Business Irish

Friday 20 September 2019

Shovlin racing ahead with new UK mobile business

Julian Shovlin has targeted a 70-shop chain
Julian Shovlin has targeted a 70-shop chain
Samantha McCaughren

Samantha McCaughren

Julian Shovlin, the son of the once Ferrari-driving, boom-time developer Paddy Shovlin (who went bankrupt in 2012) is dialling into quite a business in the UK.

The young Shovlin is behind iSmash, a mobile phone repair business backed by Carphone Warehouse co-founder David Ross. It emerged in recent days that the company has entered into a deal to open three new concessions in British electronics retailer Maplin.

Julian Shovlin, iSmash's founder and managing director, told the Daily Telegraph the Maplin deal would allow his company to expand into retail parks and appeal to a wider customer.

The company, which also repairs laptops, tablets and drones, has grown to 20 shops since January - up from 11 - and plans to open seven more standalone stores this year.

The concessions in Maplin are a trial run after which Maplin will decide whether it wants to roll them out more widely. "I believe Maplin's aspiration is to have concessions in nearly all of its stores," said Shovlin. Maplin has more than 200 shops in the UK and Ireland.

iSmash generated £7.5m (€8.4m) in revenue in 2016 and is forecasting that to rise to £11.8m in the current year.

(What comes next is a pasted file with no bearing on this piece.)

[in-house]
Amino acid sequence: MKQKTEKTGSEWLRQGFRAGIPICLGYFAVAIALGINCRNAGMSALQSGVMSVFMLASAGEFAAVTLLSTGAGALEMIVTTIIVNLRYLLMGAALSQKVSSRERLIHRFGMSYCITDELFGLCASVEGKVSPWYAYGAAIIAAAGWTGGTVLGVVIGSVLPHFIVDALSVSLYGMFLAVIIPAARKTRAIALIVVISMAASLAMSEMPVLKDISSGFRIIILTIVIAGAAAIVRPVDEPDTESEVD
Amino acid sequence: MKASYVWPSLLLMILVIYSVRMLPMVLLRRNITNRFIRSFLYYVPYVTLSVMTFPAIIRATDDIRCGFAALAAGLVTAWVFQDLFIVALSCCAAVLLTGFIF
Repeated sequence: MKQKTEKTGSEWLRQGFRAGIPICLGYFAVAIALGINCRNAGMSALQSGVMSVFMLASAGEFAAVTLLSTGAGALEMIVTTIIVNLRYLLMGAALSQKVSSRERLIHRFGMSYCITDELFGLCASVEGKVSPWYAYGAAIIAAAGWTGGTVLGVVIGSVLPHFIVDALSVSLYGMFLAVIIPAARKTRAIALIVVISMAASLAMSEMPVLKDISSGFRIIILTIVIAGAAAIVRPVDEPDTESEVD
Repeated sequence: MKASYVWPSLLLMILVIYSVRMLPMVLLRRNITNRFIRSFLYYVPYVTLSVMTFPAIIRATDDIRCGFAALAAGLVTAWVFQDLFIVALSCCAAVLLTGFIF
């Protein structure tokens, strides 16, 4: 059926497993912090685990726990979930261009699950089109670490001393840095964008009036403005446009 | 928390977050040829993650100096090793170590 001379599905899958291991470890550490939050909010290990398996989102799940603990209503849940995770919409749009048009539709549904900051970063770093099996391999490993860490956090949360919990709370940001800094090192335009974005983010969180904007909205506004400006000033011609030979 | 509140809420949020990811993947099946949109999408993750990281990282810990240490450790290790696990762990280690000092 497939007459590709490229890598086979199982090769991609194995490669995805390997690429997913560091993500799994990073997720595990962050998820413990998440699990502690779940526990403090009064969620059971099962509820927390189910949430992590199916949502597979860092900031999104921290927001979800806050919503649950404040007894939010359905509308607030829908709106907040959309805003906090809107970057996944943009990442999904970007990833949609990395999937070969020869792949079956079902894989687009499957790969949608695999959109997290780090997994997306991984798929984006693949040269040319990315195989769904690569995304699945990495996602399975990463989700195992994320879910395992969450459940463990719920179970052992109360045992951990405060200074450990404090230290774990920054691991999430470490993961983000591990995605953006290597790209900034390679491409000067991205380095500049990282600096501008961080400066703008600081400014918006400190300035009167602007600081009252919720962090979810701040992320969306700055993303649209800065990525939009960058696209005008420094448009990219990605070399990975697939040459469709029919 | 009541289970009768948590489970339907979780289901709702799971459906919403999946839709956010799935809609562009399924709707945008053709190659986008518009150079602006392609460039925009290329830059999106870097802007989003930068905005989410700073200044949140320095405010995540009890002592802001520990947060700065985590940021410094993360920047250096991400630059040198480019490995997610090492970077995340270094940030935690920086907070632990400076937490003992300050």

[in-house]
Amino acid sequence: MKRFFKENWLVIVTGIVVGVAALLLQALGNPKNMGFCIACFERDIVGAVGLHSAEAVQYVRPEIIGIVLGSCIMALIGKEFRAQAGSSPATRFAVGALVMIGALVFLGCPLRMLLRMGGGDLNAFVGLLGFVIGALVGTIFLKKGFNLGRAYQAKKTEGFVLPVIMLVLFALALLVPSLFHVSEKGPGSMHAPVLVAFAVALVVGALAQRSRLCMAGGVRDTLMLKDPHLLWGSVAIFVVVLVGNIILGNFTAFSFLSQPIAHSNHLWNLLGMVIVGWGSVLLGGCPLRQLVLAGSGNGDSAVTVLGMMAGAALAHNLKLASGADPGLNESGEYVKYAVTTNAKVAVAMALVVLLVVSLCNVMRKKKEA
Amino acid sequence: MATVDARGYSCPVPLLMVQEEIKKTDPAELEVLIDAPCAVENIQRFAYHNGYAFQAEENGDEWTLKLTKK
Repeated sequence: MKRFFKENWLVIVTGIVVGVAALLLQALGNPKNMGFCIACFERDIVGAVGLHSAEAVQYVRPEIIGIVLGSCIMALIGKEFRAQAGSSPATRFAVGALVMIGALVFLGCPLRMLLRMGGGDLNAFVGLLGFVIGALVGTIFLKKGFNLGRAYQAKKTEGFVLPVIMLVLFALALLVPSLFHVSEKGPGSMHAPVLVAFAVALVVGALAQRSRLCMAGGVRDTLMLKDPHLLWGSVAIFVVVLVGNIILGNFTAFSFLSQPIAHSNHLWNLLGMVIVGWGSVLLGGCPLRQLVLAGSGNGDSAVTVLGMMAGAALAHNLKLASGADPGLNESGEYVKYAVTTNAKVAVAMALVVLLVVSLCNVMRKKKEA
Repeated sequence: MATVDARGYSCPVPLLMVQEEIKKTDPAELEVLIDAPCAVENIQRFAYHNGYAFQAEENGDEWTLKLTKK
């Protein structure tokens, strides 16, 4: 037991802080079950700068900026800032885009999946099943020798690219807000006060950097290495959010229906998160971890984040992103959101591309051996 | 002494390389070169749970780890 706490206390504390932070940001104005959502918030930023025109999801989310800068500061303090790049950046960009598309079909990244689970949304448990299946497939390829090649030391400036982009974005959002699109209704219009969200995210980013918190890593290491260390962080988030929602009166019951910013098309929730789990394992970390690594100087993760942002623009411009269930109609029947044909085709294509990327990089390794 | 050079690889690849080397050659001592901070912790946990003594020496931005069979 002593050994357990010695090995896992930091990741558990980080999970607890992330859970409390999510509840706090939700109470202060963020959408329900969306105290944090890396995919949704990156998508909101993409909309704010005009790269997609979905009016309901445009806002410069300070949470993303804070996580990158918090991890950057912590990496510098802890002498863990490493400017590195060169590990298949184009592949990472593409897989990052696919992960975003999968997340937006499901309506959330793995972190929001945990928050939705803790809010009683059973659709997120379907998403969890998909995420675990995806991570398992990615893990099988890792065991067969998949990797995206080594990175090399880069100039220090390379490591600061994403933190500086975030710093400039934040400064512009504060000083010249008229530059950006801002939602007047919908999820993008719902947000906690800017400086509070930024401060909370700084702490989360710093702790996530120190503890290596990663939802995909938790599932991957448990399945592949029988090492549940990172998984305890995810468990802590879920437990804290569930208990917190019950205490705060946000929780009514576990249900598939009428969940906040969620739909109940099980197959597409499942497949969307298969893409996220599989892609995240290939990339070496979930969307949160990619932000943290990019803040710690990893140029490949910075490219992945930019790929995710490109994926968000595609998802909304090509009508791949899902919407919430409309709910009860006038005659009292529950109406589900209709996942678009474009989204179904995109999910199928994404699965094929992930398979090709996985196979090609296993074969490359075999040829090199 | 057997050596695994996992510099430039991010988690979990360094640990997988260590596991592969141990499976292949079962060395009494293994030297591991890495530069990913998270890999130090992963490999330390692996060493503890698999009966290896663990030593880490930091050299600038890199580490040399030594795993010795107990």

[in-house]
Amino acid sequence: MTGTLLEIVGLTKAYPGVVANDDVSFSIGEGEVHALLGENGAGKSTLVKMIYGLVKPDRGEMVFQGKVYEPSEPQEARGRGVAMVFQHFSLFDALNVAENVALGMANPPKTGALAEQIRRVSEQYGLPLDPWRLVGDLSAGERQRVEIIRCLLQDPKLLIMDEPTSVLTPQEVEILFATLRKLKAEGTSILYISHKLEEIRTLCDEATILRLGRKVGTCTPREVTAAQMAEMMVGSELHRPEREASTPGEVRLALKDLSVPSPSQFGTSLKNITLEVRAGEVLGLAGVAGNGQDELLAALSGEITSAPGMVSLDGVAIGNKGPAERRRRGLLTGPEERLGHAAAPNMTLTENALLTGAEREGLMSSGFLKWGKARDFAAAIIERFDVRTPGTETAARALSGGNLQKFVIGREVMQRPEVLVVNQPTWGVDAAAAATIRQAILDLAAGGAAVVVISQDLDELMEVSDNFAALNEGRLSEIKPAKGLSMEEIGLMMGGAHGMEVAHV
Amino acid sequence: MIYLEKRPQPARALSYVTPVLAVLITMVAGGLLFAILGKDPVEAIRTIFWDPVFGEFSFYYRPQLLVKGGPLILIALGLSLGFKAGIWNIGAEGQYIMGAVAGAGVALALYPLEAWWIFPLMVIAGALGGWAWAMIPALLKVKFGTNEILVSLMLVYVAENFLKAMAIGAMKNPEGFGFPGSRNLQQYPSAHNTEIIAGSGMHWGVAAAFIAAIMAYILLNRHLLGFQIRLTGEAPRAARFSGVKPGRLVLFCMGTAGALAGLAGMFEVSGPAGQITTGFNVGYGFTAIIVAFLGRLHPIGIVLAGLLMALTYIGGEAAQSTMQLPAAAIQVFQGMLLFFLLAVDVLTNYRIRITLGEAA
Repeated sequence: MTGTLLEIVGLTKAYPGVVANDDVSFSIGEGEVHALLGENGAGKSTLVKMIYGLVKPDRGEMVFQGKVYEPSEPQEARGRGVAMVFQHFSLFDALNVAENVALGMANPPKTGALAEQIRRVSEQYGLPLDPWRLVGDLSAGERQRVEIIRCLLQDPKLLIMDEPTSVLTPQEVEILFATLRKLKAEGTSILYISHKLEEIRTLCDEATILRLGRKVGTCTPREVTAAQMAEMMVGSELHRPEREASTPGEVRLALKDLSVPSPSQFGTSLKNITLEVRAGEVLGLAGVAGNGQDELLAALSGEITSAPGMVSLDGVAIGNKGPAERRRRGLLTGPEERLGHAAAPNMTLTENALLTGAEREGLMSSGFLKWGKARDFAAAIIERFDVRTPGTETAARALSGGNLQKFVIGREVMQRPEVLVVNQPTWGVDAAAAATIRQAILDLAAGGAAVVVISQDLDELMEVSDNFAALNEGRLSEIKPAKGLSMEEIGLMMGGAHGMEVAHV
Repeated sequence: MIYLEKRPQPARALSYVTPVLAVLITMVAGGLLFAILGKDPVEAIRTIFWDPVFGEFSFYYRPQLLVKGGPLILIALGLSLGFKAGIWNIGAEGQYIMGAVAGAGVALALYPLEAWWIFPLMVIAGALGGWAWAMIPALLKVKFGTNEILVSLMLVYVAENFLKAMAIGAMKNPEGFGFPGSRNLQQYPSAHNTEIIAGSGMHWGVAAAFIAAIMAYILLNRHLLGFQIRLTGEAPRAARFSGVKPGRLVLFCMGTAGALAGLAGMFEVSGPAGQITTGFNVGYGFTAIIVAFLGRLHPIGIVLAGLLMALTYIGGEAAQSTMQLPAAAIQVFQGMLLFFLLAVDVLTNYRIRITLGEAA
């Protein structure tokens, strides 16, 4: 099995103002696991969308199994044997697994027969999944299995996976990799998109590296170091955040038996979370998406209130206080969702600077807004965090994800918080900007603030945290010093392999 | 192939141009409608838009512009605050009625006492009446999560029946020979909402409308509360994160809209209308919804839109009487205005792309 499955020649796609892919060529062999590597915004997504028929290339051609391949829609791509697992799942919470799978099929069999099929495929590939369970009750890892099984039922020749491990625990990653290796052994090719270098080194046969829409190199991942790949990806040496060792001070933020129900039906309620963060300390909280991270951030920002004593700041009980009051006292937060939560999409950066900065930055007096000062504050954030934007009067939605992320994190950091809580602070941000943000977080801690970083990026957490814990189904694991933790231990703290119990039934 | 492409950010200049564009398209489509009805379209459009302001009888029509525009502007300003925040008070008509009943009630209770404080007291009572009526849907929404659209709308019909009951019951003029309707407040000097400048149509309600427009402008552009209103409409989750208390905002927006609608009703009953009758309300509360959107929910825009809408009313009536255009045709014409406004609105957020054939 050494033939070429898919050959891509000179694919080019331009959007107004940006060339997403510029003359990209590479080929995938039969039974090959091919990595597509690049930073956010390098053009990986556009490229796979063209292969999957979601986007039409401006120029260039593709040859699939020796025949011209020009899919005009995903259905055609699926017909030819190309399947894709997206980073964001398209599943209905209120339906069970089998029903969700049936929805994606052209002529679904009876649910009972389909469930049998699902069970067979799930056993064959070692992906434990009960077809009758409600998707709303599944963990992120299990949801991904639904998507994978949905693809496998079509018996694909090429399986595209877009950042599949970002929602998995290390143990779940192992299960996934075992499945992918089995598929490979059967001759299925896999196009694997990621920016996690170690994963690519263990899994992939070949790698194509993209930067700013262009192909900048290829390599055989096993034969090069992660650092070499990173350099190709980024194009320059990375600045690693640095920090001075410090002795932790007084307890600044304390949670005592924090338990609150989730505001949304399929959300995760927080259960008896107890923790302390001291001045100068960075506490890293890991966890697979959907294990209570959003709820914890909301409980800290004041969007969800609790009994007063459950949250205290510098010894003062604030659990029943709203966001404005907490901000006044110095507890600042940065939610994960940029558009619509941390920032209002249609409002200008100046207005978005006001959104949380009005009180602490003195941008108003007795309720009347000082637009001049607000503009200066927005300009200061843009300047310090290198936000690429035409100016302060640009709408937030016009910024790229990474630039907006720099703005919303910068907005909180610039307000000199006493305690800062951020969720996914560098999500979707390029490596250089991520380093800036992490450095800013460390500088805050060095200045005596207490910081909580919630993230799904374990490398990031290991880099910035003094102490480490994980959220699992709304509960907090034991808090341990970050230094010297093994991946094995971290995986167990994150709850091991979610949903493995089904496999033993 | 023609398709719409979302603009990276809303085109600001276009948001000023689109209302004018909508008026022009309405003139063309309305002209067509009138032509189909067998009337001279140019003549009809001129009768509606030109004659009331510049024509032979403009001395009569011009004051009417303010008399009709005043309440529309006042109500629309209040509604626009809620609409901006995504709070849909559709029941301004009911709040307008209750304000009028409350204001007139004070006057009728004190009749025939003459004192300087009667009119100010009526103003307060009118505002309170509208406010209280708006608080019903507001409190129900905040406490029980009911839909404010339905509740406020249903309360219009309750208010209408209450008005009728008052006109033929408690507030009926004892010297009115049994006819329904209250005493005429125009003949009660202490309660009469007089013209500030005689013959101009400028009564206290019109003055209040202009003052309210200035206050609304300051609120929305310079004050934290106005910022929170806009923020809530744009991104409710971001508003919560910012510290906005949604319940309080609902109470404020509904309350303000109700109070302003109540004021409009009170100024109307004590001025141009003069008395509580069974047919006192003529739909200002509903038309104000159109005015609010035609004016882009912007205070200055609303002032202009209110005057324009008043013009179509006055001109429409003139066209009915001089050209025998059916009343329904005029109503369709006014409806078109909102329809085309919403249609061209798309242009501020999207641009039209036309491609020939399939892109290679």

The company is also in talks to link up with device manufacturers and insurance companies. Shovlin, who like his father is not short of ambition, is aiming for a chain of 70 shops by 2020.

Ins and outs at Davy's equity research desk

There have been some musical chairs at Davy, with some notable changes to the equity-analysis team. Most noteworthy is the departure of Caren Crowley, a natural resources sector analyst, who has left as Davy slims down its coverage of that sector. Goodbody stopped covering the sector a number of years ago. Job Langbroek, a former Ireland rugby international, will remain in place covering the sector however. Another departure is Emer Lang, who covers the financial sector. She is retiring shortly after almost 30 years with Davy.

There have been a couple of additions too. Joe Quinn has joined from Investec and is covering travel and leisure. Colin Grant, most recently of Bank of Ireland, is covering property. The reshuffle comes ahead of new European rules that will mean most asset managers may have to change the way they pay for research.

Nerves are jangling no doubt.

CNBC decamps to Ireland to talk Brexit, tech and Cork

American business TV station CNBC's flagship international show Squawk Box is heading to our shores this week for a special week of programming on the Irish economy.

And there is certainly plenty to talk about. The crew will spend time in Dublin, Belfast and Cork with themes including Irish business and finance (coming live from the IFSC of course), Brexit and Ireland's tech scene. Several leading lights of Irish business have been lined up by the production team including Finance Minister Paschal Donohoe; Peter Barrett, the chief executive of SMBC Aviation Capital; the IDA's Martin Shanahan; Pat Gunne of Green REIT; and Fiona Muldoon of FBD Holdings.

The businesspeople of Cork, who often feel the poor relation to Dublin, should be pleased. CNBC is spending next Friday in the city and will speak with Brendan Keating, chief executive of the Port of Cork. The theme for that episode is Irish shipping and Cork as a business hub. It's not quite Cork as the 'real capital' but a decent bit of airtime nonetheless.

Sunday Indo Business

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